Day 342: Ukraine to get 120-140 Western tanks in first wave, what Ukraine expects from EU-Ukraine summit

Ukraine to get 120-140 modern Western tanks in first wave of deliveries, Ukraine’s Foreign Minister says

Ukraine will receive 120 to 140 tanks in a first wave of deliveries from a coalition of 12 countries, Ukraine’s Foreign Minister Dmytro Kuleba said in a news conference Tuesday.

He said those tanks would include the German Leopard 2, the British Challenger 2 and the U.S. M1 Abrams, and that Ukraine was also counting on supplies of French Leclerc tanks being agreed.

“It is too early to name all the countries of the coalition and their contributions as some of them still have to go through internal procedures to formalize their decisions. I can only say that in the first round of contributions, the Ukrainian Armed Forces will get between 120 and 140 modern Western tanks,” Ukraine’s Foreign Minister said.

Ukraine continues with efforts to expand the tank coalition and increase the contributions from already announced participants, Kuleba added.

Ukraine needs 300 to 500 tanks to launch a counteroffensive, Ukrainian President Zelenskyi earlier said. Western countries will deliver 321 tanks to Ukraine, Ukraine’s Ambassador to France said in an interview with French television. 

Some 326,000 Russian forces fighting in Ukraine, Ukraine’s military intelligence chief says

Approximately 326,000 Russian forces are fighting in Ukraine now, Head of the Main Intelligence Department of Ukraine’s Defense Ministry Major General Kyrylo Budanov told The Washington Post in an interview published Tuesday, January 31. 

Budanov is so confident in his intelligence that he occasionally opens a folder to give exact figures, the article says. The Washington Post quotes him as saying that Russia has just 9 percent of its stock of Kalibr long-range missiles left.

Budanov’s forecast for this year is that Russia will focus on occupying more territory in the eastern Donetsk and Luhansk regions. A renewed offensive from its forces stationed north of Ukraine, in Belarus, is unlikely, he said, and just an attempt to distract and divide Kyiv’s troops. He also said that “we must do everything to ensure that Crimea returns home by summer.”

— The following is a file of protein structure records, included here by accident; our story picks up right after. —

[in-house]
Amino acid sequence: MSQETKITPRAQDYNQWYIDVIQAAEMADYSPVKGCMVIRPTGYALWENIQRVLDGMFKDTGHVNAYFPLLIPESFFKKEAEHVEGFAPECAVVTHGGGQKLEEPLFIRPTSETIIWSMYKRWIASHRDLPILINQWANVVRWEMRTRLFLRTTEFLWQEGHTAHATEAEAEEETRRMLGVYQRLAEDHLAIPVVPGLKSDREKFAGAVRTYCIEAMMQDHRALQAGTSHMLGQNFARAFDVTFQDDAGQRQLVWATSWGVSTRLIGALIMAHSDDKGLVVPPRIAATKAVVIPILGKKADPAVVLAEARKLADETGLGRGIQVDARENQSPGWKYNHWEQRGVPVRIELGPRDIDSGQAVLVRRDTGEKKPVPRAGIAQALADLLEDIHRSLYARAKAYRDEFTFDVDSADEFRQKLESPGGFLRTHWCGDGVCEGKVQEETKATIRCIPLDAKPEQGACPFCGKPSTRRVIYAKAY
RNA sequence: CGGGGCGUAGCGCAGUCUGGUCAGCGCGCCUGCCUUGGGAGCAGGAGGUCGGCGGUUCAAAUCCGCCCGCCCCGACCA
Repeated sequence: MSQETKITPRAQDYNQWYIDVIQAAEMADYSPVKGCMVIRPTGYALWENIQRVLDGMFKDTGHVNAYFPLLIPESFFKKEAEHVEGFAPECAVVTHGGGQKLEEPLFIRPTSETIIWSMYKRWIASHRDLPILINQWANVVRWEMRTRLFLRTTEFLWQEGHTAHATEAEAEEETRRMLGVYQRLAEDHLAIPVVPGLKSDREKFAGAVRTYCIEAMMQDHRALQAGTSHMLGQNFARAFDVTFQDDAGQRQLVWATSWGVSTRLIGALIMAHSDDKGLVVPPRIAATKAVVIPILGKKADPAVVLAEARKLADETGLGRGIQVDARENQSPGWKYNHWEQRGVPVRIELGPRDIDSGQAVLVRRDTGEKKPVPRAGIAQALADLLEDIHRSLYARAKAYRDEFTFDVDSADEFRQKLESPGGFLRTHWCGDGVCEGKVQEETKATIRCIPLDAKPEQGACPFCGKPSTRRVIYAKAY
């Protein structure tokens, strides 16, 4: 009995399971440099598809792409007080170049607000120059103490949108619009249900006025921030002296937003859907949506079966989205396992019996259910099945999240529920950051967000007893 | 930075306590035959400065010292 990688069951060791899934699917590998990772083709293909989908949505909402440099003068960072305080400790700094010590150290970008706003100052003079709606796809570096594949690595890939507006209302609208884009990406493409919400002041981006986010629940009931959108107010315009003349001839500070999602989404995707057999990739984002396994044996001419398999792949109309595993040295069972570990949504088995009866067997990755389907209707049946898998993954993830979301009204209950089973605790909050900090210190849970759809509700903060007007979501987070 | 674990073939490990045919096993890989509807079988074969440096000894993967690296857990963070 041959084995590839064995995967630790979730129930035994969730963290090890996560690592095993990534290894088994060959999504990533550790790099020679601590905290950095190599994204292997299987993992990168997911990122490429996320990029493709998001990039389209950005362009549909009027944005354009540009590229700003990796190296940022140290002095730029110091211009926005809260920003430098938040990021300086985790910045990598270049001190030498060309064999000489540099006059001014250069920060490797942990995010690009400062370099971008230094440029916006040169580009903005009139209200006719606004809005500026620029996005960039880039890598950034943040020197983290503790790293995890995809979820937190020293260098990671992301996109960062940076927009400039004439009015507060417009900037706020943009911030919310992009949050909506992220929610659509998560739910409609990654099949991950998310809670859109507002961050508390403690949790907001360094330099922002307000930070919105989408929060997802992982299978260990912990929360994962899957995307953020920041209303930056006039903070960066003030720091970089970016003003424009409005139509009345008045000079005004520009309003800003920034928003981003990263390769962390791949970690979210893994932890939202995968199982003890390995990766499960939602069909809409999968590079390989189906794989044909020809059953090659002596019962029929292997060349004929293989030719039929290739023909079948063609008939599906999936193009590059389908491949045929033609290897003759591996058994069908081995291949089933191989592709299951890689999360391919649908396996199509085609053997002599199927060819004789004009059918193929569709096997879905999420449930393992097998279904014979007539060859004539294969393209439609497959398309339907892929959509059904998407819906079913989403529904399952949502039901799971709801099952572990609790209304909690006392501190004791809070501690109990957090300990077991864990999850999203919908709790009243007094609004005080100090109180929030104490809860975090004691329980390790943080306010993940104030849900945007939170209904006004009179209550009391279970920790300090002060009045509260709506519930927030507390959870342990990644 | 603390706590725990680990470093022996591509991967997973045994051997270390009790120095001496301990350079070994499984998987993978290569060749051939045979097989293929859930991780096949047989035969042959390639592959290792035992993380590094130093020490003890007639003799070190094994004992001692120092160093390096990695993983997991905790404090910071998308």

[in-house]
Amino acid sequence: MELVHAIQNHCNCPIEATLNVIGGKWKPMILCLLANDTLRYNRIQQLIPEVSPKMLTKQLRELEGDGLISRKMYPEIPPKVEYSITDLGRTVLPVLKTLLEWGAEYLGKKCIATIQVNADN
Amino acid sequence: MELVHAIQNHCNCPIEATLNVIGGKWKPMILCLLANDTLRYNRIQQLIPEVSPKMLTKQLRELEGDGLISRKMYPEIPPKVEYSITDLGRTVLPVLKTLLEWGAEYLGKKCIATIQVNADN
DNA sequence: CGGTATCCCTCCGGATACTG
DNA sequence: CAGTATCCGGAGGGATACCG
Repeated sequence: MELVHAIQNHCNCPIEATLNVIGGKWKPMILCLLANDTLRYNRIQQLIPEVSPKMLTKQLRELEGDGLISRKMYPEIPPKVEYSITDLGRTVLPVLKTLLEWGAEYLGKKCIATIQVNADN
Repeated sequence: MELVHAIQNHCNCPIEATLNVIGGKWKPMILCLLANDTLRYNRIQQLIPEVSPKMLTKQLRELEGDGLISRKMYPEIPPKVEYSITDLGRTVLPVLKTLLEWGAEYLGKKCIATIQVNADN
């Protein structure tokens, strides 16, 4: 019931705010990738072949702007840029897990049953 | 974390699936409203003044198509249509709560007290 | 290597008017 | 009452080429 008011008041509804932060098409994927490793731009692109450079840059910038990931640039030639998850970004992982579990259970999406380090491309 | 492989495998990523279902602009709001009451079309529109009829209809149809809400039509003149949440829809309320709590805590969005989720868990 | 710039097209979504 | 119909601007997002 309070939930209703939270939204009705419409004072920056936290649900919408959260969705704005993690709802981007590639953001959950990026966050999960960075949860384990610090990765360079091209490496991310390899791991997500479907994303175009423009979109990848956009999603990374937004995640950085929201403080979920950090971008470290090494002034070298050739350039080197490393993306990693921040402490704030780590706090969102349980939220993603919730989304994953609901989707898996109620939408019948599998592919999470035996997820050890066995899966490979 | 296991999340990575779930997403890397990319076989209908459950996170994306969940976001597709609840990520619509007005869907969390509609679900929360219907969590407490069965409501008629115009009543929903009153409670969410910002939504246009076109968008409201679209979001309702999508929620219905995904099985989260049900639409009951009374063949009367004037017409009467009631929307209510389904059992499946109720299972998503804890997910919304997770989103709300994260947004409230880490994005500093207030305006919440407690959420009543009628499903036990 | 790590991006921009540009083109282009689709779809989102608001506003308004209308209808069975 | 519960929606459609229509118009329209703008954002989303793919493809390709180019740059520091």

Ukraine’s expectations ahead of EU-Ukraine summit

At the upcoming EU-Ukraine summit, Ukraine readies to demonstrate progress on all seven recommendations of the European Commission and expects the EU’s positive evaluation, Ukraine’s Foreign Minister Dmytro Kuleba said in an online briefing Tuesday.

Ukraine expects progress on access to the EU’s single market, cooperation on energy, and renewable gases. “The prospect of a quick start to the EU accession negotiations is to become the centerpiece of the agenda after Ukraine fulfils all the requirements of the European Commission and gets a positive evaluation,” Ukraine’s Foreign Minister said.

Ukraine and the EU will also discuss a new round of EU sanctions on Russia, including measures against Russia’s missile and drone production, and nuclear energy.

Talks will continue around security, President Zelenskyi’s peace formula, and accountability for Russia’s crimes [in Ukraine], Kuleba said. 

“We’ll focus on Ukraine’s post-war reconstruction as the EU could take a lead in that,” the Minister said. 

The EU and Ukraine plan to sign a number of sectoral papers and a final joint statement.

At the EU-Ukraine summit scheduled for February 3, the EU is expected to commend Ukraine on its progress on membership-bound reforms, according to a draft summit communique seen by EURACTIV, but member states remain divided over the speed of accession.

EU Commission President Ursula von der Leyen and commissioners plan a meeting with the Ukrainian government in Kyiv in early February. The initial plan is for 10 to 15 commissioners that work on files related to Ukraine to take part, Politico says.

Sectoral integration of Ukraine’s economy with the EU’s single market is expected to take center stage at the EU-Ukraine summit scheduled for February 3 in Kyiv.  

Prioritizing renewable energy in post-war reconstruction. Ukraine in Flames #327

The important lesson of russia’s attacks on Ukraine’s energy infrastructure is that Ukraine should rebuild the energy sector strengthening its security and independence. One of the top priorities for post-war energy sector reconstruction is focusing on potential renewable energy resources. Watch Ukraine in flames #327 to find out how renewable energy can help meet Ukraine’s future energy needs and what role international institutions and donors will play in this transition.


  • Gennadiy Ryabtsev, Expert in the field of energy market, Director of special projects of Science and Technology Center “Psyche”
  • Stepan Kushnir, Head of the Khmelnytskyi energy cluster, Consultant for the development of green energy projects